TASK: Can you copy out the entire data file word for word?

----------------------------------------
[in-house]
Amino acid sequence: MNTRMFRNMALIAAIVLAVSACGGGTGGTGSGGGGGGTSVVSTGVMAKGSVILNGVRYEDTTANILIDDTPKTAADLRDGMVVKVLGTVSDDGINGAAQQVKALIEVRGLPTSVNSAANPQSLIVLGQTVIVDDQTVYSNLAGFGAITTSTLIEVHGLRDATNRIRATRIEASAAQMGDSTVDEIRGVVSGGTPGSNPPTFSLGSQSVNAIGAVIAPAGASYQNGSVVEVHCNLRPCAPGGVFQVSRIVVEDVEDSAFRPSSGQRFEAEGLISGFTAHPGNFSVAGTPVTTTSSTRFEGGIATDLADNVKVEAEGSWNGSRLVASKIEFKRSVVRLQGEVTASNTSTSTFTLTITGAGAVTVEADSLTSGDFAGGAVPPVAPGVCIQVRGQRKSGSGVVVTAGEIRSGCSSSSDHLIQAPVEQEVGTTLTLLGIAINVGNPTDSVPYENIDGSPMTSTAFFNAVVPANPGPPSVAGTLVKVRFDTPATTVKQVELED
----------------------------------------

[in-house]
Amino acid sequence: MNTRMFRNMALIAAIVLAVSACGGGTGGTGSGGGGGGTSVVSTGVMAKGSVILNGVRYEDTTANILIDDTPKTAADLRDGMVVKVLGTVSDDGINGAAQQVKALIEVRGLPTSVNSAANPQSLIVLGQTVIVDDQTVYSNLAGFGAITTSTLIEVHGLRDATNRIRATRIEASAAQMGDSTVDEIRGVVSGGTPGSNPPTFSLGSQSVNAIGAVIAPAGASYQNGSVVEVHCNLRPCAPGGVFQVSRIVVEDVEDSAFRPSSGQRFEAEGLISGFTAHPGNFSVAGTPVTTTSSTRFEGGIATDLADNVKVEAEGSWNGSRLVASKIEFKRSVVRLQGEVTASNTSTSTFTLTITGAGAVTVEADSLTSGDFAGGAVPPVAPGVCIQVRGQRKSGSGVVVTAGEIRSGCSSSSDHLIQAPVEQEVGTTLTLLGIAINVGNPTDSVPYENIDGSPMTSTAFFNAVVPANPGPPSVAGTLVKVRFDTPATTVKQVELED